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Cooking with Cannabis Dos and Don’ts

by on May 1, 2013
 

For years, I prepared my homemade cannabis edibles with the same process, blind to the small mistakes I was making along the way, without knowing that by trying to read this article, I would learn new things . Yes, I achieved a product that would do the job (sometimes too well), but I had no idea that I could improve the flavor and consistency all while conserving time, money, and product by tweaking just a few steps along the way. All it took was putting the cooking utensils down for a few hours and listening to a pro.
A few months back, I attended the Puff, Pass & Bake class led by Chef Torrin Panico, who led us through the process of cooking cannabis oil properly while addressing some common missteps along the way, he taught us how to buy marijuana online canada which is pretty much legal if you want to get your hands in some of it and start cooking. As soon as I understood the basic science of decarboxylation and infusion, I saw all of the flaws in my own process.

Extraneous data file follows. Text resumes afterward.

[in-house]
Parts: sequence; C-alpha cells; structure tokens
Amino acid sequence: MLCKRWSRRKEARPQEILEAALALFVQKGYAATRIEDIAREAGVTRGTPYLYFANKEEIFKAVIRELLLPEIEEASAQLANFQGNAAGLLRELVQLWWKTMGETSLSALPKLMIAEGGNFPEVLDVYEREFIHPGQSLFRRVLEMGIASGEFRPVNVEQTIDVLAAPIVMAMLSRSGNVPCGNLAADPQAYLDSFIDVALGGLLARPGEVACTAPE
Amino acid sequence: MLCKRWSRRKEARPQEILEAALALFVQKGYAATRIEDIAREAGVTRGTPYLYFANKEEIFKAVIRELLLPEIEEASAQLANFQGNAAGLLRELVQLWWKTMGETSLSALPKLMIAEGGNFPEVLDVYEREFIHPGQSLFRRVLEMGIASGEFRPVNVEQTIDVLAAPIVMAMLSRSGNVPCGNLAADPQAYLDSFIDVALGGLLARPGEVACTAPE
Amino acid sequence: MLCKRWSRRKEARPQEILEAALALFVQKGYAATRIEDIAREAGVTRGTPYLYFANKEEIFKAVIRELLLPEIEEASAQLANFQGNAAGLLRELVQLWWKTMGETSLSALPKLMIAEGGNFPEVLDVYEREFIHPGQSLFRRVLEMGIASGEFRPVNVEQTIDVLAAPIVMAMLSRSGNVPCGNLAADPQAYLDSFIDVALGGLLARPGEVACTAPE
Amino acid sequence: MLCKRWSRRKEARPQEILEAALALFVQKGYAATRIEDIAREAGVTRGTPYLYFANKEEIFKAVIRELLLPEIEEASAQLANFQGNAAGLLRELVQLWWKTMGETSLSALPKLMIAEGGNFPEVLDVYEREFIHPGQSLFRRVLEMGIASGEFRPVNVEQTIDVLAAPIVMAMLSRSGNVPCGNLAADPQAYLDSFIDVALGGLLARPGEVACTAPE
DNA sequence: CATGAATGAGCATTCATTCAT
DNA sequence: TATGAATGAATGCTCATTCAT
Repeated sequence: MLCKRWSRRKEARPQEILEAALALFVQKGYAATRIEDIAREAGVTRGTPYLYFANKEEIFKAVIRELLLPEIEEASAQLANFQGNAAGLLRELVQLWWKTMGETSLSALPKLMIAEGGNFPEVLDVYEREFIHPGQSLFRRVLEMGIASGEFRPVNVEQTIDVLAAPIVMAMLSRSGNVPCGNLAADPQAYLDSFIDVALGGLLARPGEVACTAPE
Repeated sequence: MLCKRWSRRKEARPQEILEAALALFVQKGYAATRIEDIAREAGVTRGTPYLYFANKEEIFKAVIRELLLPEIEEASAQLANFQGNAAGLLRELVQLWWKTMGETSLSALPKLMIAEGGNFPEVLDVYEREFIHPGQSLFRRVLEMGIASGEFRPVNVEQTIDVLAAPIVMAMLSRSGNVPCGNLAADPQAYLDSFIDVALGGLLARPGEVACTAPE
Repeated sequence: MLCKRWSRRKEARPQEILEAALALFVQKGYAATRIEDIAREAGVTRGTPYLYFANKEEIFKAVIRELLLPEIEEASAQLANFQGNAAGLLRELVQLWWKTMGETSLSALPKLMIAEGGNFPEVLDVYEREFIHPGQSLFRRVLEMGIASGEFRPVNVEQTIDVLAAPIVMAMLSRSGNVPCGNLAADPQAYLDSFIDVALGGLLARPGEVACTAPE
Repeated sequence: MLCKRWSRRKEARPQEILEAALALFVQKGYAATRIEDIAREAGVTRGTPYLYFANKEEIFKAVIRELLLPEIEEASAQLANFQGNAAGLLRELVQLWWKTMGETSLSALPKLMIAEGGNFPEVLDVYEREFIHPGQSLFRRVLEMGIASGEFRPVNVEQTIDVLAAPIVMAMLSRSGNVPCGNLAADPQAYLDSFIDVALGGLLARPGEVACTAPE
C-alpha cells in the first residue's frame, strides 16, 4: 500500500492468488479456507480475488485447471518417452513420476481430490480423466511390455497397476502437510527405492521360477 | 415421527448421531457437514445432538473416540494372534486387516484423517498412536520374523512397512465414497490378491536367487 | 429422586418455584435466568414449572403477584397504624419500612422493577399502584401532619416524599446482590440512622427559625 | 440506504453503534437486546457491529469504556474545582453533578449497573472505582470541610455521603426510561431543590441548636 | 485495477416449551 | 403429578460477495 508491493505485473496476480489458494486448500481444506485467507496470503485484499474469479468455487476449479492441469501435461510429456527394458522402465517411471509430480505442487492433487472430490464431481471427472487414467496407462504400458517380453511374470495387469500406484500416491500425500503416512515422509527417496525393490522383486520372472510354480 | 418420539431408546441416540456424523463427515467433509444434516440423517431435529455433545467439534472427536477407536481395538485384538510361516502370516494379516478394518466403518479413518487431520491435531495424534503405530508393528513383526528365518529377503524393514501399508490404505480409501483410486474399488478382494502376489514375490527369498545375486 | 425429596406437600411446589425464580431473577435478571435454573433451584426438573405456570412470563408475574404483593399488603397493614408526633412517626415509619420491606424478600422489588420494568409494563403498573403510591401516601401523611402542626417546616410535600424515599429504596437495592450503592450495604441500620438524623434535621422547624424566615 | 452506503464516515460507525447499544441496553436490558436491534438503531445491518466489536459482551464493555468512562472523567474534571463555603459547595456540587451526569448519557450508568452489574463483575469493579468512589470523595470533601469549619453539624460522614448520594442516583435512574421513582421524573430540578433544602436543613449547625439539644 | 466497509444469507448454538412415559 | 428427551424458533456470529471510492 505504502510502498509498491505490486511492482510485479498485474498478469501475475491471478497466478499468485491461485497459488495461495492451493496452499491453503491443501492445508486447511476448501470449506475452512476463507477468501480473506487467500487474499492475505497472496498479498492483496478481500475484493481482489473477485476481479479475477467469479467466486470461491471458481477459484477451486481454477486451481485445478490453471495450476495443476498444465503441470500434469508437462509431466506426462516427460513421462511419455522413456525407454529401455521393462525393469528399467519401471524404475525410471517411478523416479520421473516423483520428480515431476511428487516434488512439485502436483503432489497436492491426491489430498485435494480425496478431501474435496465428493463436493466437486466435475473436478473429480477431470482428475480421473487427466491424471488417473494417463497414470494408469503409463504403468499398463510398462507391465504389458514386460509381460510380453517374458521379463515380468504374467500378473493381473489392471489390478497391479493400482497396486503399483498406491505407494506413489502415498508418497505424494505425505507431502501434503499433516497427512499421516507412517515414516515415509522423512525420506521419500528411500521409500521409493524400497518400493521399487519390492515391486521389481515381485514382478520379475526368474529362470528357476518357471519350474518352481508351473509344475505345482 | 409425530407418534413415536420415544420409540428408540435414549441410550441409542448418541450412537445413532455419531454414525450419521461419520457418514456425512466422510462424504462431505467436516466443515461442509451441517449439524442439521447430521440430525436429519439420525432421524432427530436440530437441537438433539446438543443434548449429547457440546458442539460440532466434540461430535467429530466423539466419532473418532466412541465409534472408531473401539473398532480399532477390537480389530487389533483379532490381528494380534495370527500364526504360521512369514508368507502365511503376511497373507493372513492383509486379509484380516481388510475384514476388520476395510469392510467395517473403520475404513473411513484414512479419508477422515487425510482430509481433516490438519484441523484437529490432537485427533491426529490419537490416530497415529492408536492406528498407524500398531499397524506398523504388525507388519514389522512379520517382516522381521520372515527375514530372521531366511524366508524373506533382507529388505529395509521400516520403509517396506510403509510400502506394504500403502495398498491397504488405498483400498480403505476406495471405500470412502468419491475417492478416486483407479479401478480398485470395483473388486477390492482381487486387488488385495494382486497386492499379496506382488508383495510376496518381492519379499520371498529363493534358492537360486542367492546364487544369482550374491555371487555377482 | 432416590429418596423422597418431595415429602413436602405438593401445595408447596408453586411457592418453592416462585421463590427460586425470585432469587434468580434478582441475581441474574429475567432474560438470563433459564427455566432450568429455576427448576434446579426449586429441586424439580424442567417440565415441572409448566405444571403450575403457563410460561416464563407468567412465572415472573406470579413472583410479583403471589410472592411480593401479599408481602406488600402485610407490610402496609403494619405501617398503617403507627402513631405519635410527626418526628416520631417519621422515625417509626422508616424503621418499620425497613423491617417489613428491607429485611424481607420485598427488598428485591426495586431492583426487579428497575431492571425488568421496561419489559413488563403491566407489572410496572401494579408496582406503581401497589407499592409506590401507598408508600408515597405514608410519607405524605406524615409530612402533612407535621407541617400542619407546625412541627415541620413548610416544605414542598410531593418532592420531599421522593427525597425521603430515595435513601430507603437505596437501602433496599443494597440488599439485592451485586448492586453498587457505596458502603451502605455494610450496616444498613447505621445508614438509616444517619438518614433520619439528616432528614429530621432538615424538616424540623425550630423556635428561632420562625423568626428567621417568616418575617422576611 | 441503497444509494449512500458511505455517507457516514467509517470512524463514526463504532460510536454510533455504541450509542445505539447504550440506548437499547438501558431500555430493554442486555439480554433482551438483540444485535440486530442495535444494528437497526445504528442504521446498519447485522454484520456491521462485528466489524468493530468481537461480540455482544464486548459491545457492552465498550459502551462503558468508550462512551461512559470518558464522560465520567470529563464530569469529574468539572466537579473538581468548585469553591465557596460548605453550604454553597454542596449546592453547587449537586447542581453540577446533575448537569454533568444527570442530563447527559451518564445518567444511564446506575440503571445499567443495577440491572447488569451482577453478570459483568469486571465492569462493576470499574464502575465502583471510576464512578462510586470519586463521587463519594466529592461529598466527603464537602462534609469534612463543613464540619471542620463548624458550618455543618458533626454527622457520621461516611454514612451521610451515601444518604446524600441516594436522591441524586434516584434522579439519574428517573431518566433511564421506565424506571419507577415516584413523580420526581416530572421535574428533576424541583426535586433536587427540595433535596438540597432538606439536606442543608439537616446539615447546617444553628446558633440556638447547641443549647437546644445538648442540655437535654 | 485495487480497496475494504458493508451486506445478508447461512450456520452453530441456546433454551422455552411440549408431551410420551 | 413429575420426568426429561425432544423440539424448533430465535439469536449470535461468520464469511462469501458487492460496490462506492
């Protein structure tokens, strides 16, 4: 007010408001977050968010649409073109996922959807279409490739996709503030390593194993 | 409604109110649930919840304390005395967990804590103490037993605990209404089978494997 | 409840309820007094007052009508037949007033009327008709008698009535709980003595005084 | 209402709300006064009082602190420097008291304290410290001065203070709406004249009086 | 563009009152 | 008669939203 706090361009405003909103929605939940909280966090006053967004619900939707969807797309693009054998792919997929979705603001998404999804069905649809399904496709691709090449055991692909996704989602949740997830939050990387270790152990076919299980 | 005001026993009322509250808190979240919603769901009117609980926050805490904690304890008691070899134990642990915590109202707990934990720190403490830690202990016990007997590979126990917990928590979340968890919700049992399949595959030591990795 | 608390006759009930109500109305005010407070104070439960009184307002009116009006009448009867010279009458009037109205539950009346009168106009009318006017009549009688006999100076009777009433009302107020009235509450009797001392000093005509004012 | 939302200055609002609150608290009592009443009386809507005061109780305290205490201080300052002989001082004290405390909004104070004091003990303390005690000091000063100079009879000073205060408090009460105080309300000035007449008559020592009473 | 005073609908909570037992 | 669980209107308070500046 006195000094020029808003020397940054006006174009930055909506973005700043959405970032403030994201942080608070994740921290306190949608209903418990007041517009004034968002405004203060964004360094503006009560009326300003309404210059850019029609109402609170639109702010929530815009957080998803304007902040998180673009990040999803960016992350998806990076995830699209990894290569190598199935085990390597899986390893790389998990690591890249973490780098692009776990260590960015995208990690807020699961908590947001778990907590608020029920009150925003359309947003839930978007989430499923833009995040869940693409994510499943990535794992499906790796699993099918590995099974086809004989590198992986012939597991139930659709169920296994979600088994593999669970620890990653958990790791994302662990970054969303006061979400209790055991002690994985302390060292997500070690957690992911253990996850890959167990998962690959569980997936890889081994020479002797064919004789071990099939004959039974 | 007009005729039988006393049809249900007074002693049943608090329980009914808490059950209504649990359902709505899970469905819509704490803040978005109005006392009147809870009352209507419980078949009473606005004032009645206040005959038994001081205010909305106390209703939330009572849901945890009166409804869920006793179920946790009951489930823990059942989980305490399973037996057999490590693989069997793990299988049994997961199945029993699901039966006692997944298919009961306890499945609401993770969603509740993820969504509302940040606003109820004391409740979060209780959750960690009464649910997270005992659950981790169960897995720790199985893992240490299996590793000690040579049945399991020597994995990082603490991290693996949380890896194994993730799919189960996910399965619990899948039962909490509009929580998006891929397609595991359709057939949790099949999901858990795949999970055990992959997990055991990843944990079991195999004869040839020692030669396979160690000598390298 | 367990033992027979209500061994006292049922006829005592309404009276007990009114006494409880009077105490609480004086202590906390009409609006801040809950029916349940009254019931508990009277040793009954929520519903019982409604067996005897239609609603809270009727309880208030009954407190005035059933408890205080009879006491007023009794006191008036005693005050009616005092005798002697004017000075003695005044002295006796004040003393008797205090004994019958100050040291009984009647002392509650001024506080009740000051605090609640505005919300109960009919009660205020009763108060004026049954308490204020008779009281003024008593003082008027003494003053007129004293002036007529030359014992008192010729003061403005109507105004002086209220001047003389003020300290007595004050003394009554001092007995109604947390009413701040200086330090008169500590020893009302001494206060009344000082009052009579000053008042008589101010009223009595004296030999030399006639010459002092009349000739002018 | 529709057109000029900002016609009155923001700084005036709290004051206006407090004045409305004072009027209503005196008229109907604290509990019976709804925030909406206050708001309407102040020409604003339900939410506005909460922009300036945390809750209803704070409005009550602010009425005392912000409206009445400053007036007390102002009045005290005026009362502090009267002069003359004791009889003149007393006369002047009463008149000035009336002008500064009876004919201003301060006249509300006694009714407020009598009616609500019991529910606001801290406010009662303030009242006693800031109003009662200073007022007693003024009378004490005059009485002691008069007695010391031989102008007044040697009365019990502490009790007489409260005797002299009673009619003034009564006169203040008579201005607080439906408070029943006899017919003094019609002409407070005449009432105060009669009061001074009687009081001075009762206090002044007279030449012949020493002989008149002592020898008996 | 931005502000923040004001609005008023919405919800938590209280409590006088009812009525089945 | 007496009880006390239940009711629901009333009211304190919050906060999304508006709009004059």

There isn’t one right way to make quality cannabis edibles; experimentation, trial, and error are all a part of the craft. But consider these cooking tips and see if it changes your batch for the better.
Solution: Decarboxylate cannabis in the oven first

Before cooking with cannabis, you must decarboxylate it. First, let’s be clear: don’t just throw unactivated, raw flower into your batter or dish. Not only will it taste bad, it won’t allow the cannabinoids to fully activate and bind to lipids. That means you won’t feel much of anything and will have only succeeded in wasting precious cannabis.

Many people know to decarboxylate cannabis in the oven first, but it’s worth noting here for anyone who doesn’t know or doesn’t see the point in doing so. You can skip this step and add your raw cannabis to the slow cooker to decarb in the oil, but you might find that this longer oil soak simply worsens the taste of your cannabis oil. It’s also more difficult to control the temperature in a slow cooker and you risk burning off essential cannabinoids, but in an oven, you can set the temperature low and keep it steady.


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